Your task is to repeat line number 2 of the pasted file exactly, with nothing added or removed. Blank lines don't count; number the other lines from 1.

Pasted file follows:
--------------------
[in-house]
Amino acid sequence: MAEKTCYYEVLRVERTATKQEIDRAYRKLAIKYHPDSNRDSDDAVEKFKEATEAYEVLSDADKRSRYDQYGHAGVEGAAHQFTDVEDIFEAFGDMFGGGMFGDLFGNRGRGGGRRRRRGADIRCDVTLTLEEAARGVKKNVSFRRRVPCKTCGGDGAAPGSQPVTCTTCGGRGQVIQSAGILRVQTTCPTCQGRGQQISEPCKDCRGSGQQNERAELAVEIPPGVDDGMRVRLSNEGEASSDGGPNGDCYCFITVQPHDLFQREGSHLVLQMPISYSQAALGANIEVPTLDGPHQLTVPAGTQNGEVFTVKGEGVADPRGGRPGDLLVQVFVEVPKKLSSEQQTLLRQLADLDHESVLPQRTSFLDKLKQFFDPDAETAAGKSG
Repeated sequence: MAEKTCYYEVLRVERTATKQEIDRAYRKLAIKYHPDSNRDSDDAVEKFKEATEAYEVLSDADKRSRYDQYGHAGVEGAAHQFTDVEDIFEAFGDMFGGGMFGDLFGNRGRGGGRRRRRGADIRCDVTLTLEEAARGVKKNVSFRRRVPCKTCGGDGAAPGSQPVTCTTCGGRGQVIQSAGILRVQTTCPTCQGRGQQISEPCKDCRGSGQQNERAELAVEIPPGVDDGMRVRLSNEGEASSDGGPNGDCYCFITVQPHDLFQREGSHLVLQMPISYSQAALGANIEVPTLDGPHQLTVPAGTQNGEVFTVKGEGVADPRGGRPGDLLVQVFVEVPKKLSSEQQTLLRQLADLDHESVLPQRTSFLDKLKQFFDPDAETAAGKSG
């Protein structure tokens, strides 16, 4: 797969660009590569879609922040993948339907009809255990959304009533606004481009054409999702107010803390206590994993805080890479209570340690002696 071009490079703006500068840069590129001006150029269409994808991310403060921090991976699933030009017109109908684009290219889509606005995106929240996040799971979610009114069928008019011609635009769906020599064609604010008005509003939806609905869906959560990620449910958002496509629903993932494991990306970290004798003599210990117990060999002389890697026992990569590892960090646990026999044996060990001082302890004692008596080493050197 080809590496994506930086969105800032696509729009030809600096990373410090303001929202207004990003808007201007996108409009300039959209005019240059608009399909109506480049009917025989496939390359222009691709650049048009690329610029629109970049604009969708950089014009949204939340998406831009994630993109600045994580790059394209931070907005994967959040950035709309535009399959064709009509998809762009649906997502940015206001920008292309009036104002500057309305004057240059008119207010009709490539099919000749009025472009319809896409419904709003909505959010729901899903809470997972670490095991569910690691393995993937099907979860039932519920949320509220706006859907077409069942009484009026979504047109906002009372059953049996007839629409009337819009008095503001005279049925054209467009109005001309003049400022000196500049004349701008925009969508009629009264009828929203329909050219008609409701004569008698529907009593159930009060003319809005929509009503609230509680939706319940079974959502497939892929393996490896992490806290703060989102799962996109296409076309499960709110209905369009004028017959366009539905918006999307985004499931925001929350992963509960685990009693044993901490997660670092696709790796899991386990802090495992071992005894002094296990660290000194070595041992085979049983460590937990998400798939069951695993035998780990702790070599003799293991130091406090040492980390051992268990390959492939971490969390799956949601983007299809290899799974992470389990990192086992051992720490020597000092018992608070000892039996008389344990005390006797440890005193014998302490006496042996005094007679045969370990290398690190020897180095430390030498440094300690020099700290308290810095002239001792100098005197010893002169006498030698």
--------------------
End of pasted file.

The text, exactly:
Amino acid sequence: MAEKTCYYEVLRVERTATKQEIDRAYRKLAIKYHPDSNRDSDDAVEKFKEATEAYEVLSDADKRSRYDQYGHAGVEGAAHQFTDVEDIFEAFGDMFGGGMFGDLFGNRGRGGGRRRRRGADIRCDVTLTLEEAARGVKKNVSFRRRVPCKTCGGDGAAPGSQPVTCTTCGGRGQVIQSAGILRVQTTCPTCQGRGQQISEPCKDCRGSGQQNERAELAVEIPPGVDDGMRVRLSNEGEASSDGGPNGDCYCFITVQPHDLFQREGSHLVLQMPISYSQAALGANIEVPTLDGPHQLTVPAGTQNGEVFTVKGEGVADPRGGRPGDLLVQVFVEVPKKLSSEQQTLLRQLADLDHESVLPQRTSFLDKLKQFFDPDAETAAGKSG